First, the bad news: those new Christmas trainers aren’t going to run themselves. The happier news? Getting back on the new year fitness waggon doesn’t have to mean seven-day-a-week workouts and sweating yourself silly on the treadmill at Barry’s.
This year, London’s fitterati have been hard at work to serve up some shiny new tricks and trends you might actually want to stick to: think 15-minute workouts, gamified dance sessions in the metaverse and feel-good, low-impact classes that’ll actually make you feel energised enough to make it through to the end of January, maybe even beyond.
Micro-dose your workout
Don’t let that January gymtimidation put you off. The good news for those who like to use working out for a mental boost (surely... everyone?): according to new research from Asics, it takes just 15 minutes and nine seconds to feel uplifted by exercise, so you don’t need to be scheduling in hefty hour-long classes or 10k runs all the time to get that endorphin rush.
Gunnar Peterson, F45’s chief of athletics, agrees that efficiency will be a leading workout trend this year as our lives becoming increasingly chaotic, and Peloton instructor Ally Love says she increasingly encourages her clients to focus on what she calls the ‘power of one’: focusing on one small thing you want to achieve that day, whether it’s 50 sit-ups or a 10-minute class. “If you can just do one thing no matter how big or small it is, it suddenly becomes achievable,” she says.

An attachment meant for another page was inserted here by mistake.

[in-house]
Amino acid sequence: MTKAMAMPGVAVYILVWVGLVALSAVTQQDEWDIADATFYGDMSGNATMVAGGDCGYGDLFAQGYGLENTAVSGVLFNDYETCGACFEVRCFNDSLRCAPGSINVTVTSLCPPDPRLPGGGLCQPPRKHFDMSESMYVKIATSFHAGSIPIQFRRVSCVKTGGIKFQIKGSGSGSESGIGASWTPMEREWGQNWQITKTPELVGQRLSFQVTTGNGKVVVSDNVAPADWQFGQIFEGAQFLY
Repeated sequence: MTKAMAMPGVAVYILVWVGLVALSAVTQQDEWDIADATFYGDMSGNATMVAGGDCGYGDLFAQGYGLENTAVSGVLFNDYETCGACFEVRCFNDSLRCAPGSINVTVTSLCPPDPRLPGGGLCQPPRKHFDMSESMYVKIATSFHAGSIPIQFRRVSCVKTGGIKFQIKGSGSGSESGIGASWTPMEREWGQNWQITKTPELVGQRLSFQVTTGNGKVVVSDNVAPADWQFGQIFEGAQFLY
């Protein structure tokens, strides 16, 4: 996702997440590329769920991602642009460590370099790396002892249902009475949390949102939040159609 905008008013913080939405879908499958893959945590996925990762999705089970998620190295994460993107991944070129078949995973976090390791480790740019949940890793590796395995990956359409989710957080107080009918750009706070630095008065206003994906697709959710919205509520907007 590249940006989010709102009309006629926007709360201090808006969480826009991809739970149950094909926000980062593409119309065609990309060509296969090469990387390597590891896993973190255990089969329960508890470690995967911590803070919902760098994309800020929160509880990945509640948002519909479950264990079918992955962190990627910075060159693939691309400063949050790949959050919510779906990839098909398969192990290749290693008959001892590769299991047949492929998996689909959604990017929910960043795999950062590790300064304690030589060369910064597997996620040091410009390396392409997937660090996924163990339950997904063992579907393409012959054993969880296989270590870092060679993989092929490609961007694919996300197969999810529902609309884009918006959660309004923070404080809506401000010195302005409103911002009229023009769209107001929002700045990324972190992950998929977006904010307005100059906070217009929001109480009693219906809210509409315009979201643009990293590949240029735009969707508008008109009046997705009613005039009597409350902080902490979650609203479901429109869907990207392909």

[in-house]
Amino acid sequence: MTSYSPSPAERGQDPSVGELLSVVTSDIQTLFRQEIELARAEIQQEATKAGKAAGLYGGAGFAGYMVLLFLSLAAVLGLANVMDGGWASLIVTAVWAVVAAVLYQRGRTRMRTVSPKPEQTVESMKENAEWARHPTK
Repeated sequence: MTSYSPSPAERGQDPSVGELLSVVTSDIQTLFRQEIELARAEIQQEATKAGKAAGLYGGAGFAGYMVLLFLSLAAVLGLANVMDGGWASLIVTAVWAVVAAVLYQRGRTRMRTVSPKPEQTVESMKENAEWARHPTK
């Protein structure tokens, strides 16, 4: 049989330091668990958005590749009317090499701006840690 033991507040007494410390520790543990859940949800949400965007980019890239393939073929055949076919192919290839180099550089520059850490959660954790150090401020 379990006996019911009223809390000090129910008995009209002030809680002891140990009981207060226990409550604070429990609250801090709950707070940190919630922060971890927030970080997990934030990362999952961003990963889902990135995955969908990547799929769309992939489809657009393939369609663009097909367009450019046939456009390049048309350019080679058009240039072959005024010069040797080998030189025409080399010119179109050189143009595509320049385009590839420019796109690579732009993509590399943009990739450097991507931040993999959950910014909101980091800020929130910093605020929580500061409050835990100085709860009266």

Seven-minute workouts are among the most popular on YouTube (see: PT Lucy Wyndham-Read’s seven-minute workouts, which regularly rack up over 96 million views each) and 60-second #standingabs workouts are trending on TikTok, with more than 22.7 million views. If you’ve got time to fit in 30 minutes, the 12-3-30 workout is another top fitness hack doing the rounds on TikTok, involving walking on a treadmill at 3mph at a 12 per cent incline for 30 minutes. There’s been a 309 per cent increase in searches for it, according to Google.
Meanwhile EMS (Electro-Muscular Stimulation) training - a favourite among A-listers like Tom Holland and time-poor City slickers - is another ultra-efficient workout that’s set to hit the mainstream this year thanks to new London studios like Feel Electric, Ironbody Fit and Surge. Just 20 minutes hooked up to the electric pulse machines is said to be the equivalent of 90 minutes in the gym. The perfect lunchbreak hero for anyone who tends to face an afternoon slump.